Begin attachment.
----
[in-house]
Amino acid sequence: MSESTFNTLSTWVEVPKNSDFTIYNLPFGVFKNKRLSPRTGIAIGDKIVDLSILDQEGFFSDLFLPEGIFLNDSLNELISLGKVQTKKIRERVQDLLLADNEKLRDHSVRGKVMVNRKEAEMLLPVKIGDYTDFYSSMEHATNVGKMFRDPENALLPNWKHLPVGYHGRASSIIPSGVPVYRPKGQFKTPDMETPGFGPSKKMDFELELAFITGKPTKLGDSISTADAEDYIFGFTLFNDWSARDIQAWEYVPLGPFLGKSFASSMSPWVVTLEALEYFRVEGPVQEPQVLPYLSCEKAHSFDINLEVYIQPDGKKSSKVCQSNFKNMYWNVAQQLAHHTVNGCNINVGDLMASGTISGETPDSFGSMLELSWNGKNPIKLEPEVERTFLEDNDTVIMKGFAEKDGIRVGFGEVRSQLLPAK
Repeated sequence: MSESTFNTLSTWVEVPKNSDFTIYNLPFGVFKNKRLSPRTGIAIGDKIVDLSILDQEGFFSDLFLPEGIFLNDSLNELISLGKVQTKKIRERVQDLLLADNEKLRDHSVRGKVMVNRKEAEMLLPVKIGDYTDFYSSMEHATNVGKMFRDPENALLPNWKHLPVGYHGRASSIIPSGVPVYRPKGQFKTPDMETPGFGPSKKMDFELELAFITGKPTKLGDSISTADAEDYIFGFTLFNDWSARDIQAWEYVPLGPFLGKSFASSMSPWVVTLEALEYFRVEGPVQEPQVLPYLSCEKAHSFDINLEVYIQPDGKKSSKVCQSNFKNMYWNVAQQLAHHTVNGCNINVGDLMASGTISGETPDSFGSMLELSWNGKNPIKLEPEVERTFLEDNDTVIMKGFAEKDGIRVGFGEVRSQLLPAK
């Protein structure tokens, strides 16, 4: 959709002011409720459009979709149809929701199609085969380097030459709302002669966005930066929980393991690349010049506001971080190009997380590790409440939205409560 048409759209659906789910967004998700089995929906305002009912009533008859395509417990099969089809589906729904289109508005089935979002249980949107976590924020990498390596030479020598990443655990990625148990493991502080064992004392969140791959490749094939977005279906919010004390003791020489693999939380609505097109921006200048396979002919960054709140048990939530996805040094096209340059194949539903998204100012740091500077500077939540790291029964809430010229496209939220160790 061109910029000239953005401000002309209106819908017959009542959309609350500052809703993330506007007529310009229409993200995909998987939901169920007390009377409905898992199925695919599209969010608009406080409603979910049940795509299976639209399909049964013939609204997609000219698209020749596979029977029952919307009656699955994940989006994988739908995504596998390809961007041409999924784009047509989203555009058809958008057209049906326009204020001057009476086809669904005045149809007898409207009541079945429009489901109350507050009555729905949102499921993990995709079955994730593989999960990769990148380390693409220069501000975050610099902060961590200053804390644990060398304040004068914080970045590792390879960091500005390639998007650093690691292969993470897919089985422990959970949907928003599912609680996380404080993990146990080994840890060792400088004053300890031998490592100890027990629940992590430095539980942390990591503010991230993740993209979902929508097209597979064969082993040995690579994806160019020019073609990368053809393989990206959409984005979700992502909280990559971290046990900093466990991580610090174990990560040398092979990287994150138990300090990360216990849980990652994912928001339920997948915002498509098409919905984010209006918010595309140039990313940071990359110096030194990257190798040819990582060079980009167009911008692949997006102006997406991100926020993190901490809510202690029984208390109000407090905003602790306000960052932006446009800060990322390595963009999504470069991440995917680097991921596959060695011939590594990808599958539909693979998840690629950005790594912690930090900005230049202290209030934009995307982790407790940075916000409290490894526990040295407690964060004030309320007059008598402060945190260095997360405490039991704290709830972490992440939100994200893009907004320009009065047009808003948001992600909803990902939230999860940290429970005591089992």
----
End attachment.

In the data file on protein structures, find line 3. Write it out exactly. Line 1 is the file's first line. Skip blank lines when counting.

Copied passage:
Repeated sequence: MSESTFNTLSTWVEVPKNSDFTIYNLPFGVFKNKRLSPRTGIAIGDKIVDLSILDQEGFFSDLFLPEGIFLNDSLNELISLGKVQTKKIRERVQDLLLADNEKLRDHSVRGKVMVNRKEAEMLLPVKIGDYTDFYSSMEHATNVGKMFRDPENALLPNWKHLPVGYHGRASSIIPSGVPVYRPKGQFKTPDMETPGFGPSKKMDFELELAFITGKPTKLGDSISTADAEDYIFGFTLFNDWSARDIQAWEYVPLGPFLGKSFASSMSPWVVTLEALEYFRVEGPVQEPQVLPYLSCEKAHSFDINLEVYIQPDGKKSSKVCQSNFKNMYWNVAQQLAHHTVNGCNINVGDLMASGTISGETPDSFGSMLELSWNGKNPIKLEPEVERTFLEDNDTVIMKGFAEKDGIRVGFGEVRSQLLPAK